Like so many other first-time moms, I read everything I could get my hands on when I first had my son. I was able to take advantage of late night feedings and long cluster feeding sessions by looking up all the advice on anything I could. If it were a new development for our baby that week, I’d scour the internet finding any option and every opinion I could to try to find what worked best for our family. One thing that really stuck was the importance of keeping our baby on a schedule. I didn’t attempt much for the first few months, but by the time our baby was 12 weeks old, and I was returning to work, I knew we needed to have a plan in place.
It started with small things since a 3-month-old is about as predictable as Indiana weather. So first, we picked a bedtime routine. We made sure to dim the lights, put on PJs, diaper change, read a book, and then it was down to sleep. As he got older, we added set meal and snack times. Daycare drop off and pick up was as regular as we could make them with both of us working. That meant set times for waking up and bedtime. By seven months he was sleeping all night, and by a year we thought we were on top of the world.
I’m not saying it was easy and I’m not saying it’s for everyone, but for us, it has worked well. My son just turned three and we still stick to the schedule as much as possible. Here’s what our schedule looks like:
- Sleep: We are up by 6:30 – 7 AM every day (daycare on weekdays and church on Sunday make this easy to stick to), nap is from 1 PM – 3 PM, bedtime is 8 PM.
- Baths: Baths are on Tuesday, Thursday, and Sunday nights – we’ve adjusted this one more than others because sometimes you get dirty playing outside and extra baths are fun. 🙂
- Food: We eat breakfast as soon as he wakes up, snack at 9 AM, lunch at 11:30 AM, snack at 3 PM, and dinner by 6 PM. This just follows what works for us in the morning and we replicated the daycare schedule at home on weekends.
It’s predictable and replicable for a tiny 3-year-old brain and it’s something he can count on. It also helps us reason with him on why he can’t have ice cream at 4:30 or why we don’t start an involved activity like painting at 7:45 at night. I’ll admit it doesn’t mean we haven’t done those things on occasion, but normally we wouldn’t and he knows to expect that. It reduces arguments and some amount of whining when we can explain something he does every day.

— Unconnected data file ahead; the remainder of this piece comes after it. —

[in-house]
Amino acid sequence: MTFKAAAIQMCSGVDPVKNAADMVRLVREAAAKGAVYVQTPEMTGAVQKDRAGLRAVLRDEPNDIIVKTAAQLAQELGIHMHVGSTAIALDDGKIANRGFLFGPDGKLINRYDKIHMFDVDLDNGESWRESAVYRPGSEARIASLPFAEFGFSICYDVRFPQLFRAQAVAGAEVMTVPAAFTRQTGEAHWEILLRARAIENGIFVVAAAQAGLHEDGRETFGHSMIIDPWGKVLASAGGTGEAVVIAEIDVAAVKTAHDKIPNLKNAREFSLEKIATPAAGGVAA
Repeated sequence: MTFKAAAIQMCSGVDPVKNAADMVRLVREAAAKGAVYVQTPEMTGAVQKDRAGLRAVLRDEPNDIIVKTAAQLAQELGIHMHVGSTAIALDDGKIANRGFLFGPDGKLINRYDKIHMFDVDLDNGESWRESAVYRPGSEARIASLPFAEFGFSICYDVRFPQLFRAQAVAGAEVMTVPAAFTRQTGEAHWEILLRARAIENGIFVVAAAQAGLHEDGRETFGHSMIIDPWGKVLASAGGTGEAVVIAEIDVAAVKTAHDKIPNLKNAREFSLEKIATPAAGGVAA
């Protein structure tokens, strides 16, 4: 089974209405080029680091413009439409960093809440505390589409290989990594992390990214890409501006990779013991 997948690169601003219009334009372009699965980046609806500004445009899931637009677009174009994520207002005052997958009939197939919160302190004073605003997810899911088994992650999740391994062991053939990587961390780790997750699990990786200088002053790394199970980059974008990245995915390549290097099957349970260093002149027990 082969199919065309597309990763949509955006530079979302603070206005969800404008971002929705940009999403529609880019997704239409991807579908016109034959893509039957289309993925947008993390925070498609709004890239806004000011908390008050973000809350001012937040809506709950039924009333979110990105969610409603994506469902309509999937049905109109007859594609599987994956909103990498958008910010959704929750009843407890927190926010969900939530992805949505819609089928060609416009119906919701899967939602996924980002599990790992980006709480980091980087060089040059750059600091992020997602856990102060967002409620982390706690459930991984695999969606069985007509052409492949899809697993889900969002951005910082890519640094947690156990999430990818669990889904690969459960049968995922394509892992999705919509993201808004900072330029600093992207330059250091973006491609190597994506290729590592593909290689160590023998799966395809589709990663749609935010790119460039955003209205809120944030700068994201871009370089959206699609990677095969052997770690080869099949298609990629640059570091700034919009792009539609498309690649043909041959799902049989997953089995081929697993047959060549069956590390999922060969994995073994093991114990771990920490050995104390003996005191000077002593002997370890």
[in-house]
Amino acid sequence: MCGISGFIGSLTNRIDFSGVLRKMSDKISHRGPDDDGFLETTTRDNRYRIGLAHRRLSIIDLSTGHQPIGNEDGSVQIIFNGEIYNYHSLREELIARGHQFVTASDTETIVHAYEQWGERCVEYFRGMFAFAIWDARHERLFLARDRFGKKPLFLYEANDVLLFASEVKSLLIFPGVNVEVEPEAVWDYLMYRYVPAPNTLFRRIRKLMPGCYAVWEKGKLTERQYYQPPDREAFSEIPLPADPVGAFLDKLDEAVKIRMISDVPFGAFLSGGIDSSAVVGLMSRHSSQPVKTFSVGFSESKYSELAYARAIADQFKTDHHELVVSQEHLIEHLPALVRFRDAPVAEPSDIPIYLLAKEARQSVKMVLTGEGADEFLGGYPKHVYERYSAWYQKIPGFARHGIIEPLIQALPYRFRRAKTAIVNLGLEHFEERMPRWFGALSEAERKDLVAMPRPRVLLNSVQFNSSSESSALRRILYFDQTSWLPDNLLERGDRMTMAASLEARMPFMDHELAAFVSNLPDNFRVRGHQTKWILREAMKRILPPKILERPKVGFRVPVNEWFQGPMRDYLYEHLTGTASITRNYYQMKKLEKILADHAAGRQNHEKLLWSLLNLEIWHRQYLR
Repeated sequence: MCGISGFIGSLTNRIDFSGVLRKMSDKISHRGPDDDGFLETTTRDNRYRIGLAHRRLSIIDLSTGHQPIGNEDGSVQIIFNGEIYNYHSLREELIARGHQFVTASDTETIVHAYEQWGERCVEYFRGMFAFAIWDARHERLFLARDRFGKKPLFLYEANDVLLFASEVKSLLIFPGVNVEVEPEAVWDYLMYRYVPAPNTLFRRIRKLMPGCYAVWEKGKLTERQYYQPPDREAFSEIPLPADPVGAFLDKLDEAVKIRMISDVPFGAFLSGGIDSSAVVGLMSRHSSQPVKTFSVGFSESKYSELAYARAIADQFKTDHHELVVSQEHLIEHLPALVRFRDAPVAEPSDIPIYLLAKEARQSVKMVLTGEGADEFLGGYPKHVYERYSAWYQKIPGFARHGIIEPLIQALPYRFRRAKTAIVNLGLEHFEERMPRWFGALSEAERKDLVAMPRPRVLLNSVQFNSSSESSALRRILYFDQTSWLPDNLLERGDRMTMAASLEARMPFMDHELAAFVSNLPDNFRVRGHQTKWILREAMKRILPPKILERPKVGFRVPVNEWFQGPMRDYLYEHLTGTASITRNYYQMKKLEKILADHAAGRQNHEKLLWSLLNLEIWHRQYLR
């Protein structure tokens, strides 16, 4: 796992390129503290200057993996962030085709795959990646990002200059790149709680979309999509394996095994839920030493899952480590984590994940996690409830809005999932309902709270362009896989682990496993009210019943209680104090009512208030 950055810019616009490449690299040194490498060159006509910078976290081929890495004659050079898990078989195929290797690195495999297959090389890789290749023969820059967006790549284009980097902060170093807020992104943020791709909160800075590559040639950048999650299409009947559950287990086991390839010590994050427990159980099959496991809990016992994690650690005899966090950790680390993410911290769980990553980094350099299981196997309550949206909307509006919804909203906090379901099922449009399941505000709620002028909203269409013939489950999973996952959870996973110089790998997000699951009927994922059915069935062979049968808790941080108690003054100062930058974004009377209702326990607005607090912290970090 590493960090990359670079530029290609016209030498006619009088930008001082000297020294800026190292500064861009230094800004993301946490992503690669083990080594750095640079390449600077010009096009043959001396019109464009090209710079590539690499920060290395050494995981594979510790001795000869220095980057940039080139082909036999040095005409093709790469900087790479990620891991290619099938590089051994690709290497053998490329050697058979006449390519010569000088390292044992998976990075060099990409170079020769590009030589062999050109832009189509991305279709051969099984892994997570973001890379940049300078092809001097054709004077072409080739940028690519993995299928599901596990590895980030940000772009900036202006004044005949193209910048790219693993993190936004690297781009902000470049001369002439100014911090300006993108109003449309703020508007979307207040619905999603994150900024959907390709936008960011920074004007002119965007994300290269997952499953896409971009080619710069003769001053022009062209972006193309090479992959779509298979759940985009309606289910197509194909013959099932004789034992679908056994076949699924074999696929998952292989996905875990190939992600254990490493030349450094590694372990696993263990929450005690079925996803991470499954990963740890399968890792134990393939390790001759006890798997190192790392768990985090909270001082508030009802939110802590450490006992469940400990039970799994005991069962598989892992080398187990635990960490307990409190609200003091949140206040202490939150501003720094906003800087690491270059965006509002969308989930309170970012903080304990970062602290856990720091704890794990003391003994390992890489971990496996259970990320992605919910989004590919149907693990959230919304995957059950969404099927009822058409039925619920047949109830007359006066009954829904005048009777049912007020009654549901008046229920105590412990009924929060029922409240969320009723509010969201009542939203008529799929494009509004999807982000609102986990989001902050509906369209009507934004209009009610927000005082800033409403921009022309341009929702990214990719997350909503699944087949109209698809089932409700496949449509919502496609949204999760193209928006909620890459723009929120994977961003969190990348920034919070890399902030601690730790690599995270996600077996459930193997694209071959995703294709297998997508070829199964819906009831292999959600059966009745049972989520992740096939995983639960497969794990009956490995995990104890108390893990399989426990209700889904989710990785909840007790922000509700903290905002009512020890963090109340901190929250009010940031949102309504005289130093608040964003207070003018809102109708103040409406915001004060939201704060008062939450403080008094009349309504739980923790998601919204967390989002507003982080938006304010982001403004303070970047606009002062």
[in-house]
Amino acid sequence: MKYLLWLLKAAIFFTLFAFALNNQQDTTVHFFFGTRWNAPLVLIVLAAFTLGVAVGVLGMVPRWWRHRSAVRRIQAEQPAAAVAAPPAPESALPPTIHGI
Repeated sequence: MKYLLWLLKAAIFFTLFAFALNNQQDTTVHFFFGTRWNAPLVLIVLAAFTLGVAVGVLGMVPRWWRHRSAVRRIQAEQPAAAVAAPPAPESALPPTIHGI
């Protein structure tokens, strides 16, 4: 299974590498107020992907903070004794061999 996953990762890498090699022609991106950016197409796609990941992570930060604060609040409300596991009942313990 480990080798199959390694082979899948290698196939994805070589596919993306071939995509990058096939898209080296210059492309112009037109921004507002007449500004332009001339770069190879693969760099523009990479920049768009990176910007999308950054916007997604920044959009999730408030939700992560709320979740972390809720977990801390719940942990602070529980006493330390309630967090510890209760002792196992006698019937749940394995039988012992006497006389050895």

By this point, you’re probably reading this and thinking one of two things… 1. You’re so lucky your kid goes to bed and sleeps all night! Or 2. This sounds like a nightmare to maintain.
I’ll admit, both are things I think to myself all the time. Having a schedule is great. I know I get 1-2 hours during nap time and I know I have from 8 PM on to ourselves. It means I can get some laundry folded on Tuesday night while my husband handles bath time or he can schedule a late work meeting for 8:30 PM without missing any time with us. But it also means I have to be in a place he can take a nap every weekend afternoon. No late lunches or early afternoon barbecues. It means if our errands run long and lunch is late, then I get a cranky, whiny 3-year-old who probably won’t nap well either.
We continued doing this because it worked. As a baby, we needed a routine and now he’s grown used to it. He knows it, expects it, and sometimes he has problems when we don’t adhere to it. Skip a nap? I wouldn’t put my worst enemy through dinner with my son on a day he skipped a nap. Wait until 1 PM to eat lunch? He’ll probably be falling asleep at the table.
A slip up might be fine or it might be catastrophic, depending on the day and how things go. To avoid the chance it could upend everything; we do our best to stick to the plan. Like I said not every single day but almost all of the time. Unfortunately, that means no staying up late for fireworks or sunsets on the beach when we’re on vacation. It also means defending our decisions and sticking our ground when friends or family say “can’t he just xyz this onnnne time” or “it’s vacation who cares!” Believe me, we all will if we just give in. And for us, the routine of it significantly outweighs the occasional inconvenience.
Sometimes I feel like maybe he’s missing out or we aren’t being fair. I’m sure some of you are thinking the same, but I know my kid and while I think I’m doing him a favor by keeping him up to do something “fun,” his inability to sleep well reminds me it’s just not worth it. He has plenty of years ahead to enjoy these things… when his new schedule says bedtime is 9.